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(Spring Training) Blue Jays' players recall 'cool, amazing experience' at youth baseball tourney in Seoul

All News 07:20 February 17, 2020

By Yoo Jee-ho

DUNEDIN, United States, Feb. 16 (Yonhap) -- Before they became major leaguers, Toronto Blue Jays' youngsters Cavan Biggio and Reese McGuire were prospects talented enough to make the junior U.S. national teams.

Their shining moment as teenagers came in Seoul in 2012, when they helped the United States to the gold medal at the 18U Baseball World Championship -- now called the U-18 Baseball World Cup.

The U.S. beat Canada 6-2 for the title, but in the first round, the lone U.S. loss came against South Korea, an 8-2 defeat in front of 4,000 people at Jamsil Stadium.

The number may not seem much, but it was still the biggest crowd that Biggio, the second baseman, had played before in a game until he got to the big leagues in 2019.

"It was a lot of fun. I'd never been over to that side of the world before. The city was a lot of fun. It was really amazing and really clean," Biggio told Yonhap News Agency inside the clubhouse at TD Ballpark in Dunedin, Florida. "They welcomed us with open arms and treated us very nicely."

Toronto Blue Jays' catcher Reese McGuire (C) speaks with pitcher Ryu Hyun-jin (R), with the help of Ryu's interpreter, Bryan Lee, before Ryu's bullpen session at the Player Development Complex, outside TD Ballpark, in Dunedin, Florida, on Feb. 13, 2020. (Yonhap)

Biggio, whose locker is located right across from Ryu's, said he took away so much from the tournament.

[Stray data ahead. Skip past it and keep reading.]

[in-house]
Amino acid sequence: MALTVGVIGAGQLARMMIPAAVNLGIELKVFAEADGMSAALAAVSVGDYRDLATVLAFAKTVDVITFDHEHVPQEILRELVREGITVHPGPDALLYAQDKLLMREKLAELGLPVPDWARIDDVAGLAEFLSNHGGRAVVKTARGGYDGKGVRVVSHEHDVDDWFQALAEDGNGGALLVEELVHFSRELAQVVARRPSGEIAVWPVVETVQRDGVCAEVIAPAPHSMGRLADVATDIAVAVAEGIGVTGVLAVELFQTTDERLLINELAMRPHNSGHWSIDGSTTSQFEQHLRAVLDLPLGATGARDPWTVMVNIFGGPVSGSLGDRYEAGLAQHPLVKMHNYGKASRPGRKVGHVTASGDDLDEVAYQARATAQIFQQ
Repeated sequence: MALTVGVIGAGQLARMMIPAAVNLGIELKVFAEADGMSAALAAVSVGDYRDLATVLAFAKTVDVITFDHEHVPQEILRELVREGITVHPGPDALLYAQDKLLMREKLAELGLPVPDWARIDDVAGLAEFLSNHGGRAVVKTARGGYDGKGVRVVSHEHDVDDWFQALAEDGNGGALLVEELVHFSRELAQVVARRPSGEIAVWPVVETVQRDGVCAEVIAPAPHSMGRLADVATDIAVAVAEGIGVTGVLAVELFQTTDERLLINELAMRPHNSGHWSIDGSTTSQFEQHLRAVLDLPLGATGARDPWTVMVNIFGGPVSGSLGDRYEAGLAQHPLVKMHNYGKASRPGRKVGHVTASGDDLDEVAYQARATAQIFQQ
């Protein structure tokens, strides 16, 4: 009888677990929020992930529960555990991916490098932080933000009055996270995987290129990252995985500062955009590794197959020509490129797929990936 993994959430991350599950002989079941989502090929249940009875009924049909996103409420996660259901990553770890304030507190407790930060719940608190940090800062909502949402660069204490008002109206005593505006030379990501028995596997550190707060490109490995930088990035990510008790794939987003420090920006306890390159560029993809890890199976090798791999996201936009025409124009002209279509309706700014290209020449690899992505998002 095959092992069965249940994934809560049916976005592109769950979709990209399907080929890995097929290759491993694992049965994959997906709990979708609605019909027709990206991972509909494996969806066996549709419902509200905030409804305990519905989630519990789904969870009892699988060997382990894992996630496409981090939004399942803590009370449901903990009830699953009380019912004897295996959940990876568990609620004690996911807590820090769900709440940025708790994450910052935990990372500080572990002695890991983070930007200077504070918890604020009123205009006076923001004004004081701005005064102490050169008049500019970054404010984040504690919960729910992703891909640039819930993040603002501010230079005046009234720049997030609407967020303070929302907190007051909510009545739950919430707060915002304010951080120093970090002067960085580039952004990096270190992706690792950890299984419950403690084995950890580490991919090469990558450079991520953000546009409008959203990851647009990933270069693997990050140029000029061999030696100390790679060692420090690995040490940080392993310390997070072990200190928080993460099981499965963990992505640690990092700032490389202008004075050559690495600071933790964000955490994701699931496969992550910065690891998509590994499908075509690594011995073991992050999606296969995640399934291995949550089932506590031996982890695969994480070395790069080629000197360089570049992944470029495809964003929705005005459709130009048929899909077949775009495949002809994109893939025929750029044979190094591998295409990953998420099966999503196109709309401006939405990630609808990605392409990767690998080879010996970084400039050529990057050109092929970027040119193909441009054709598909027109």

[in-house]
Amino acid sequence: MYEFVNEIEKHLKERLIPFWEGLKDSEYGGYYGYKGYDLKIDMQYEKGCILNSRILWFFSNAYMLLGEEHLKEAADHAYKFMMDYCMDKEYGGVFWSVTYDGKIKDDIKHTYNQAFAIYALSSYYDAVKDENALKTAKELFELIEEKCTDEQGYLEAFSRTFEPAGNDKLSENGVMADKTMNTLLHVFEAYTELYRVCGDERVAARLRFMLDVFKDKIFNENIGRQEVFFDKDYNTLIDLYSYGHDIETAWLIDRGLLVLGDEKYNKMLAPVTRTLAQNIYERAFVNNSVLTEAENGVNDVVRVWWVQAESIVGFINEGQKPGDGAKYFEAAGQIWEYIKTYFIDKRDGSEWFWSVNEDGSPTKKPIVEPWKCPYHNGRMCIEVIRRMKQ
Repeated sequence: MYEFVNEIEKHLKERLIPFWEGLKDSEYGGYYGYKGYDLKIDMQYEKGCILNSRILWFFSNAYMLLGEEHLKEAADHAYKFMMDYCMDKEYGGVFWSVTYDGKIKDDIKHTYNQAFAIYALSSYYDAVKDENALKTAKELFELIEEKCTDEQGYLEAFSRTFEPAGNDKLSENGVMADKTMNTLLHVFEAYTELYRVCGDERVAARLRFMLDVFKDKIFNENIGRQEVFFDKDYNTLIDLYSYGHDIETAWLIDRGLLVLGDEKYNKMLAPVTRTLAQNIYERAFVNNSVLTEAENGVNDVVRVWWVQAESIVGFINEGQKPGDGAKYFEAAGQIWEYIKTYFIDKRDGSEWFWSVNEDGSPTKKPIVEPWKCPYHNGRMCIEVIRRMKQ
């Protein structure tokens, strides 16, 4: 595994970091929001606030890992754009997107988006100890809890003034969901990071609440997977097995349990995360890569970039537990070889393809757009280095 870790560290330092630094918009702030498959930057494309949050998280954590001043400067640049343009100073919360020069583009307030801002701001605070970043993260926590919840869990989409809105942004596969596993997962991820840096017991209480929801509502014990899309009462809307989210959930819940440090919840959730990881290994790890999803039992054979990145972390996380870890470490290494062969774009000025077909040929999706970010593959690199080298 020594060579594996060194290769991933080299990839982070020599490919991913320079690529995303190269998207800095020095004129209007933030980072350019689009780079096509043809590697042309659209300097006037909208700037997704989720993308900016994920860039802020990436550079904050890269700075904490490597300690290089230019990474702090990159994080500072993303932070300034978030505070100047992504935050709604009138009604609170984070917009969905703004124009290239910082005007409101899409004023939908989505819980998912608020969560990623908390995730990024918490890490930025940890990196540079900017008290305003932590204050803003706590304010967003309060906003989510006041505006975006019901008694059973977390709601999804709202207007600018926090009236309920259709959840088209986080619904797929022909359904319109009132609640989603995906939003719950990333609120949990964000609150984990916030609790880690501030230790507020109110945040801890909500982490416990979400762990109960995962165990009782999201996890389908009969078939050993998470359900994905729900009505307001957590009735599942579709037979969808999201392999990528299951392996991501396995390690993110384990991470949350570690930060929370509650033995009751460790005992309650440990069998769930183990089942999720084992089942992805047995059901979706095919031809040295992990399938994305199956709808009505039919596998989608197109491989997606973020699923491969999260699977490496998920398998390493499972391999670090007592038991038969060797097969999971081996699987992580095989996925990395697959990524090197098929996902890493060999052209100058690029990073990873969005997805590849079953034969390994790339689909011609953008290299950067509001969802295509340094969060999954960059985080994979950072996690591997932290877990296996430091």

"I think (representing the U.S.) helped out a lot with just having the mindset of, 'Nothing matters besides winning,'" he said. "I think sometimes that gets lost in the development of young players, especially in the minor leagues. I don't care if I am playing or if I am hitting ninth, or playing in right field. I have to do my part, and I have to help win the game not only for me and my team but also the country I am representing on my chest. It was a really cool experience."

McGuire, who caught Ryu's first bullpen session of spring Thursday, said being in a foreign country at that age was an eye opener. As he had trouble doing something as simple as finding food to eat or communicating with people who didn't speak the same language, McGuire developed an appreciation for struggles that foreigners in the U.S. go through on a regular basis.

"You have the experience of knowing what it's like to be in a country where you don't speak the same language, and you're trying to go about the way of life," McGuire said. "You don't think about those things, and how natural they come here for us. It puts it in the perspective of foreigners that are in America. It was, all around, an amazing experience."

McGuire recalled he and his teammates all competing with a chip on their shoulders, after being labeled as an underdog at the start of the tournament.

"I remember, after the media day, Scott Brosius came back with a little bit of intensity, basically saying, 'Hey, everyone is counting us out. They don't think we're going to compete out here. So let's go out and prove to the world that we have a shot at winning this thing,'" said McGuire, talking about the team's manager. "It was an honor, for sure. It was bigger than the name on the back. It was all about the name on the front, USA. The national anthem was so special it almost gave me goosebumps pretty much every time I heard it."

jeeho@yna.co.kr
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